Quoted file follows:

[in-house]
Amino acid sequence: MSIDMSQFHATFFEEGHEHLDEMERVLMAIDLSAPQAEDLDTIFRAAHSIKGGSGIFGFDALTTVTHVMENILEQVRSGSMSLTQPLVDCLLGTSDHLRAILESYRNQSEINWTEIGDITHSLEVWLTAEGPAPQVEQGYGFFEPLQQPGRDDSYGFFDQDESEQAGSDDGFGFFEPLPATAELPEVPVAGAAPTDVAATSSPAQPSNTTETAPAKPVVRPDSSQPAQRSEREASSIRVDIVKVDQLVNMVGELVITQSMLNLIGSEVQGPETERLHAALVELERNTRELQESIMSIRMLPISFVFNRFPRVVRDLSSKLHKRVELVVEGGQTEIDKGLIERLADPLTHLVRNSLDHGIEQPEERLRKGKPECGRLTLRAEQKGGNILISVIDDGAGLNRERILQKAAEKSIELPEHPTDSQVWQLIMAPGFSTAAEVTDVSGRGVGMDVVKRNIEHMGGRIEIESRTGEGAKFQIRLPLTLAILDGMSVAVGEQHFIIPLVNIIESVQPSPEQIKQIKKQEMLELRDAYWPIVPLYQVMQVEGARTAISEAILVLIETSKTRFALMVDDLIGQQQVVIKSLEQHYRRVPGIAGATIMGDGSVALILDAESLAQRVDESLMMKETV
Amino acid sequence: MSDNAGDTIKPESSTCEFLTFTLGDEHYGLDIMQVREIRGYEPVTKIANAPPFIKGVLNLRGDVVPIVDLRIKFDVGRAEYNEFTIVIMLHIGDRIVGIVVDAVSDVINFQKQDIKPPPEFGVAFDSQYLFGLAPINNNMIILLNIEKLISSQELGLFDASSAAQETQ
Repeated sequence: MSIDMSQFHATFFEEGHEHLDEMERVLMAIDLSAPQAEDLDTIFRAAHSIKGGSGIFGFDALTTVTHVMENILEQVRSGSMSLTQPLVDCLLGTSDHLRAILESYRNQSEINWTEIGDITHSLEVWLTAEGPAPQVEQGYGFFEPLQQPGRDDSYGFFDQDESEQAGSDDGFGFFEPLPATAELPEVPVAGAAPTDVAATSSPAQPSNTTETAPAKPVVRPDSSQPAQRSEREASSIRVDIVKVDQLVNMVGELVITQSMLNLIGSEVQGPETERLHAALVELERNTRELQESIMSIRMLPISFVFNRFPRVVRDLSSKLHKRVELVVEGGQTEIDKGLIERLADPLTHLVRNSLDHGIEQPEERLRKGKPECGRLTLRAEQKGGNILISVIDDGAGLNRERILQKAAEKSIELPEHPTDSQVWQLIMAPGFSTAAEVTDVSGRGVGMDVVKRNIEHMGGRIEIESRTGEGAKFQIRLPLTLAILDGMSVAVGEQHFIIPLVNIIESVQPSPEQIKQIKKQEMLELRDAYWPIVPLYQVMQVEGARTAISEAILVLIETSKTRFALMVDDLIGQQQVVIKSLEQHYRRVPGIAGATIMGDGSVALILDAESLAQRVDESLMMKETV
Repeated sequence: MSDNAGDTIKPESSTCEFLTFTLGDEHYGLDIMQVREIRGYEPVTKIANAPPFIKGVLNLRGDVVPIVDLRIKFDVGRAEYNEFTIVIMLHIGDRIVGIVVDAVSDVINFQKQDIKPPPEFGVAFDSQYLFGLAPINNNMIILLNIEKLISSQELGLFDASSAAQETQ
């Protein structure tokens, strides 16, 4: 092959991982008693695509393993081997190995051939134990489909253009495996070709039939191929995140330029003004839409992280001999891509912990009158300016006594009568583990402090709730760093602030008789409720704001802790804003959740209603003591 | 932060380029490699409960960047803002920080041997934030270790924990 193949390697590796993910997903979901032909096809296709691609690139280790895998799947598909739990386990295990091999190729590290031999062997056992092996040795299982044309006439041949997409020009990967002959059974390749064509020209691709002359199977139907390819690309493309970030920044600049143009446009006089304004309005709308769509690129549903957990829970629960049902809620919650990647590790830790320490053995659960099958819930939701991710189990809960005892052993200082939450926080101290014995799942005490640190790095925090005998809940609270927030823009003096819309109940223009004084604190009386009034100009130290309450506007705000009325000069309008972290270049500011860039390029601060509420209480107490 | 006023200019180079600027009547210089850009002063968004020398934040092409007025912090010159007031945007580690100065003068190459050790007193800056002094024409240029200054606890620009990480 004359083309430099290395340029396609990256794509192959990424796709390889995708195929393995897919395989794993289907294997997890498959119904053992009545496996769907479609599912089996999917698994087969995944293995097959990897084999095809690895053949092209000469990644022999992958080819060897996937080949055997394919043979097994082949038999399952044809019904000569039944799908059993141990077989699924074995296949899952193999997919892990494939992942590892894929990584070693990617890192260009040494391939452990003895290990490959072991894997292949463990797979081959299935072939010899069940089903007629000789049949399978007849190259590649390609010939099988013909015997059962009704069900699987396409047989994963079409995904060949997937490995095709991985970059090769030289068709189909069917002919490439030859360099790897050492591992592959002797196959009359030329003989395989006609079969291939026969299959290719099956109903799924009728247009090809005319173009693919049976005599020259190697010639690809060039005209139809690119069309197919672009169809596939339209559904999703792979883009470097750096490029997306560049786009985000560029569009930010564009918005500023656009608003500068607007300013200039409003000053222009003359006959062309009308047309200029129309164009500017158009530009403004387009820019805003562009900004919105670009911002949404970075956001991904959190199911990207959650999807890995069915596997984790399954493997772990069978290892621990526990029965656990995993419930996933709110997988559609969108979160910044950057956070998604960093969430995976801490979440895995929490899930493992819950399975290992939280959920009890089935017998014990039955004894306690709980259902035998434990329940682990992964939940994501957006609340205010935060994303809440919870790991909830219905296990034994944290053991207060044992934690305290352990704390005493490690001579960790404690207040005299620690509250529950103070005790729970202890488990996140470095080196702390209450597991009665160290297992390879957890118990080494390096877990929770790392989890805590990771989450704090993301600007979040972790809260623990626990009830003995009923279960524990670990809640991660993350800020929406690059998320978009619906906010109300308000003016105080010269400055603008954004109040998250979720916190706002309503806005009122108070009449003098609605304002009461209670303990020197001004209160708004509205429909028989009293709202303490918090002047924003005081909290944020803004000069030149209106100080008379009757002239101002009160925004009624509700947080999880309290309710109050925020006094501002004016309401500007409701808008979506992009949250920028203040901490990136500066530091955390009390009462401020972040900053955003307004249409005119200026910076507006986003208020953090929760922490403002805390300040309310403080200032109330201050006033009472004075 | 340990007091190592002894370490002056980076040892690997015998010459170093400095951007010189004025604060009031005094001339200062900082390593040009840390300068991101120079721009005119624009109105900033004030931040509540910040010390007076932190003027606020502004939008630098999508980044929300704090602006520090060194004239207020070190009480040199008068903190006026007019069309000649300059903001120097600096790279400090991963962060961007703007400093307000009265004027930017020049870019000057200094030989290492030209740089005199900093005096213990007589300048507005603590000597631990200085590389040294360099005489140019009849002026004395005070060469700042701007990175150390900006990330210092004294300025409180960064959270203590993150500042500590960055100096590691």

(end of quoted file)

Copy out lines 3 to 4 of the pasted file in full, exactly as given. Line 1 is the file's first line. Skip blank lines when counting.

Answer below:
Amino acid sequence: MSDNAGDTIKPESSTCEFLTFTLGDEHYGLDIMQVREIRGYEPVTKIANAPPFIKGVLNLRGDVVPIVDLRIKFDVGRAEYNEFTIVIMLHIGDRIVGIVVDAVSDVINFQKQDIKPPPEFGVAFDSQYLFGLAPINNNMIILLNIEKLISSQELGLFDASSAAQETQ
Repeated sequence: MSIDMSQFHATFFEEGHEHLDEMERVLMAIDLSAPQAEDLDTIFRAAHSIKGGSGIFGFDALTTVTHVMENILEQVRSGSMSLTQPLVDCLLGTSDHLRAILESYRNQSEINWTEIGDITHSLEVWLTAEGPAPQVEQGYGFFEPLQQPGRDDSYGFFDQDESEQAGSDDGFGFFEPLPATAELPEVPVAGAAPTDVAATSSPAQPSNTTETAPAKPVVRPDSSQPAQRSEREASSIRVDIVKVDQLVNMVGELVITQSMLNLIGSEVQGPETERLHAALVELERNTRELQESIMSIRMLPISFVFNRFPRVVRDLSSKLHKRVELVVEGGQTEIDKGLIERLADPLTHLVRNSLDHGIEQPEERLRKGKPECGRLTLRAEQKGGNILISVIDDGAGLNRERILQKAAEKSIELPEHPTDSQVWQLIMAPGFSTAAEVTDVSGRGVGMDVVKRNIEHMGGRIEIESRTGEGAKFQIRLPLTLAILDGMSVAVGEQHFIIPLVNIIESVQPSPEQIKQIKKQEMLELRDAYWPIVPLYQVMQVEGARTAISEAILVLIETSKTRFALMVDDLIGQQQVVIKSLEQHYRRVPGIAGATIMGDGSVALILDAESLAQRVDESLMMKETV